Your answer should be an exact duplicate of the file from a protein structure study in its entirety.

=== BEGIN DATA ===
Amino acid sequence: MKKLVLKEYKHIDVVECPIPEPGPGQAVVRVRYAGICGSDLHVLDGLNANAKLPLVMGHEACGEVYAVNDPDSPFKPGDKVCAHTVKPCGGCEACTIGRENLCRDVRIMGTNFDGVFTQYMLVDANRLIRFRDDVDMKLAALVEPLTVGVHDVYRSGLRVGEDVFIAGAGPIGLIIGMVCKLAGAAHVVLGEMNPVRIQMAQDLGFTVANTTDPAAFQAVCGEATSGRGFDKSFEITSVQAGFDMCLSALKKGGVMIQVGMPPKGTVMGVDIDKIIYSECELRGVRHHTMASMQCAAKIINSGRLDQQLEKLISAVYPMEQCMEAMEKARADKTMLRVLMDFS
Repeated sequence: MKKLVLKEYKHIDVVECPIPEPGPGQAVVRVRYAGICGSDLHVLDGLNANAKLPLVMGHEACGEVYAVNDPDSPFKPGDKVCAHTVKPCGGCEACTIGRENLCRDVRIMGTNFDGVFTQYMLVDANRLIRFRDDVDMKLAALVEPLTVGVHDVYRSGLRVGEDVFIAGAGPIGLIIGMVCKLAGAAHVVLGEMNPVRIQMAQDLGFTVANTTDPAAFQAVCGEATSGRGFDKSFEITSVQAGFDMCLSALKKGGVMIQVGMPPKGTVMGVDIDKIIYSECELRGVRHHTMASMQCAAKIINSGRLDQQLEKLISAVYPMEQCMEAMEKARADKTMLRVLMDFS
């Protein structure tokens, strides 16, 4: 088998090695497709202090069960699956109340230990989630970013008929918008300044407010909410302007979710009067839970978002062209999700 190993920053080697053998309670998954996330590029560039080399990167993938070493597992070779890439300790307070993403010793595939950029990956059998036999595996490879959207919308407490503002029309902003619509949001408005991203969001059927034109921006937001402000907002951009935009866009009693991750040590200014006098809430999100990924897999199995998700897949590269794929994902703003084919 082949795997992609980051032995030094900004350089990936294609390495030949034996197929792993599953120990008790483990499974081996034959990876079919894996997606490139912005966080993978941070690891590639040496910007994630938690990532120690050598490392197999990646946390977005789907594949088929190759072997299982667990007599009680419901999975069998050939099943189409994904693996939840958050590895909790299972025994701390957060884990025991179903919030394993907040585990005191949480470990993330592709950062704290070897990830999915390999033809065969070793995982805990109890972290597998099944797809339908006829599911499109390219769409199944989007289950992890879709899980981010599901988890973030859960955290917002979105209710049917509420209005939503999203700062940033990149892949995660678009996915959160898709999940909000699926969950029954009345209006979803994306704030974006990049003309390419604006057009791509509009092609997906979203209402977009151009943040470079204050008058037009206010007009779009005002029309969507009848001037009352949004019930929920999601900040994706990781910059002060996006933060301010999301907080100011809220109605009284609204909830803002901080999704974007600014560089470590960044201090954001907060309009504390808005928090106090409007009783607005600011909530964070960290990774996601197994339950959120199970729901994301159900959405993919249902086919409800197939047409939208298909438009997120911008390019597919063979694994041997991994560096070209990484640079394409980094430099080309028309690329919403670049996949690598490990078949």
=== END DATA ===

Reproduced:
Amino acid sequence: MKKLVLKEYKHIDVVECPIPEPGPGQAVVRVRYAGICGSDLHVLDGLNANAKLPLVMGHEACGEVYAVNDPDSPFKPGDKVCAHTVKPCGGCEACTIGRENLCRDVRIMGTNFDGVFTQYMLVDANRLIRFRDDVDMKLAALVEPLTVGVHDVYRSGLRVGEDVFIAGAGPIGLIIGMVCKLAGAAHVVLGEMNPVRIQMAQDLGFTVANTTDPAAFQAVCGEATSGRGFDKSFEITSVQAGFDMCLSALKKGGVMIQVGMPPKGTVMGVDIDKIIYSECELRGVRHHTMASMQCAAKIINSGRLDQQLEKLISAVYPMEQCMEAMEKARADKTMLRVLMDFS
Repeated sequence: MKKLVLKEYKHIDVVECPIPEPGPGQAVVRVRYAGICGSDLHVLDGLNANAKLPLVMGHEACGEVYAVNDPDSPFKPGDKVCAHTVKPCGGCEACTIGRENLCRDVRIMGTNFDGVFTQYMLVDANRLIRFRDDVDMKLAALVEPLTVGVHDVYRSGLRVGEDVFIAGAGPIGLIIGMVCKLAGAAHVVLGEMNPVRIQMAQDLGFTVANTTDPAAFQAVCGEATSGRGFDKSFEITSVQAGFDMCLSALKKGGVMIQVGMPPKGTVMGVDIDKIIYSECELRGVRHHTMASMQCAAKIINSGRLDQQLEKLISAVYPMEQCMEAMEKARADKTMLRVLMDFS
């Protein structure tokens, strides 16, 4: 088998090695497709202090069960699956109340230990989630970013008929918008300044407010909410302007979710009067839970978002062209999700 190993920053080697053998309670998954996330590029560039080399990167993938070493597992070779890439300790307070993403010793595939950029990956059998036999595996490879959207919308407490503002029309902003619509949001408005991203969001059927034109921006937001402000907002951009935009866009009693991750040590200014006098809430999100990924897999199995998700897949590269794929994902703003084919 082949795997992609980051032995030094900004350089990936294609390495030949034996197929792993599953120990008790483990499974081996034959990876079919894996997606490139912005966080993978941070690891590639040496910007994630938690990532120690050598490392197999990646946390977005789907594949088929190759072997299982667990007599009680419901999975069998050939099943189409994904693996939840958050590895909790299972025994701390957060884990025991179903919030394993907040585990005191949480470990993330592709950062704290070897990830999915390999033809065969070793995982805990109890972290597998099944797809339908006829599911499109390219769409199944989007289950992890879709899980981010599901988890973030859960955290917002979105209710049917509420209005939503999203700062940033990149892949995660678009996915959160898709999940909000699926969950029954009345209006979803994306704030974006990049003309390419604006057009791509509009092609997906979203209402977009151009943040470079204050008058037009206010007009779009005002029309969507009848001037009352949004019930929920999601900040994706990781910059002060996006933060301010999301907080100011809220109605009284609204909830803002901080999704974007600014560089470590960044201090954001907060309009504390808005928090106090409007009783607005600011909530964070960290990774996601197994339950959120199970729901994301159900959405993919249902086919409800197939047409939208298909438009997120911008390019597919063979694994041997991994560096070209990484640079394409980094430099080309028309690329919403670049996949690598490990078949």